Yet, to this day, Scream has been one of his favorite movies. Not only that but watching the movie has become “a rite of passage” in his family. What drew Ayllon to the movie was- and still is- its “strong female characters.” As a gay man, he tends to identify with strong femininity.

“You know, when you’re a young gay boy growing up, you’re kind of ridiculed for your femininity, and so anytime that there was a strong female on screen, I was always drawn to that. And Scream has such great characters [played by] actresses like Neve Campbell and Courtney Cox. They’re just amazing [not only in this particular] movie, but in general.” Soon he realized that the women in his own family were strong women, too.

David Ayllon "Scream" art and pictures
David Ayllon “Scream” art and pictures courtesy of the artist

Last year, his sister had a baby, and finding out that Scream 5 was going to come out this January, brother and sister joked about doing a Scream-themed baby photo shoot. And, joking aside, the project ended up being a really “cool” photo shoot that engaged, involved, and brought together his entire family. “It ended up being a big family affair,” Ayllon said.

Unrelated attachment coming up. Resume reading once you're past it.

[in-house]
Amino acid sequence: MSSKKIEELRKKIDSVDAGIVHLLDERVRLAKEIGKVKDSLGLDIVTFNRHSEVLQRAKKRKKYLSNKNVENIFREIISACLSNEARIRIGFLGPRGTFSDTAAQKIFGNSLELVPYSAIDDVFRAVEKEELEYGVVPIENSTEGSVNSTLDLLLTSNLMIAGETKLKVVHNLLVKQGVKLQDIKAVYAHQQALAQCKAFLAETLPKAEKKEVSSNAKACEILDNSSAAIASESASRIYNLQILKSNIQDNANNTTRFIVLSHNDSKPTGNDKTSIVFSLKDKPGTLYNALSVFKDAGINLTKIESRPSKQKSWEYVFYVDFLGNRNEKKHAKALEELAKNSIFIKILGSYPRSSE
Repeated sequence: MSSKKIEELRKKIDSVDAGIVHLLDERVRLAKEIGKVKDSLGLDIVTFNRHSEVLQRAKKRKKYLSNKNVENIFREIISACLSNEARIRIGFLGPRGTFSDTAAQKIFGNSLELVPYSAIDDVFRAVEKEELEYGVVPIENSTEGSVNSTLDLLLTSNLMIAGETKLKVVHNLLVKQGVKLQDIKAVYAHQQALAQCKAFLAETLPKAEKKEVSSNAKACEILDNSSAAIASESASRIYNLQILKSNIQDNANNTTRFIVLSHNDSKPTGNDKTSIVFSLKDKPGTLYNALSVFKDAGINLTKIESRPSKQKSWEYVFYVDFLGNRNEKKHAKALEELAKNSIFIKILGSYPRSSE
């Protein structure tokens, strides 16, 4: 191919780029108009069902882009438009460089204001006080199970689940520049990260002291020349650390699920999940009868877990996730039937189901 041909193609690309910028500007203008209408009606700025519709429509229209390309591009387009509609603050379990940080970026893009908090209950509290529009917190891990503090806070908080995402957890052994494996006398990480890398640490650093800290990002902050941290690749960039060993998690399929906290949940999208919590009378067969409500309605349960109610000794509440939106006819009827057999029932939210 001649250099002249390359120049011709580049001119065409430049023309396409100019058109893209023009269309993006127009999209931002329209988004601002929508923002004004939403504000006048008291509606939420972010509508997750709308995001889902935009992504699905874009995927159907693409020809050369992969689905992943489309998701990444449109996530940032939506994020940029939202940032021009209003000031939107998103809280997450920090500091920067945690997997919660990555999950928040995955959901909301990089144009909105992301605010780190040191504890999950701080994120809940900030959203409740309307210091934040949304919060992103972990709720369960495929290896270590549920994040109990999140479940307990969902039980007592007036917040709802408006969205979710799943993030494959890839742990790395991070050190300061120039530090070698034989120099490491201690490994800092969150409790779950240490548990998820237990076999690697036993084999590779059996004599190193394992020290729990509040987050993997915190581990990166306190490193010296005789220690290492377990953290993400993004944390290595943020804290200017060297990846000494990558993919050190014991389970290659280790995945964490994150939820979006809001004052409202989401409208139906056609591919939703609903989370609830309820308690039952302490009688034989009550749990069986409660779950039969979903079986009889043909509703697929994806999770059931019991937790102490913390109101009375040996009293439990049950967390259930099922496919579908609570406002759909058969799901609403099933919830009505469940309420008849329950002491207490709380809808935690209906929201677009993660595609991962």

His husband was part of the photo shoot. His parents were there, too. Everybody was helping out and doing their best to make his baby niece laugh. They even got some behind-the-scenes footage. “It became a really big production with my family. So, you could say that Scream brings us together,” he adds.

Ayllon thought through and planned everything for the shoot- from lighting to the nineties phones he found on eBay and props like a baby Ghostface costume for his niece and an outfit for his husband. Then, on the day of the shoot, his baby niece got scared of the lights going off in her face and he realized that he hadn’t thought of that. But then, showing his baby niece the mask seemed to take away her fears.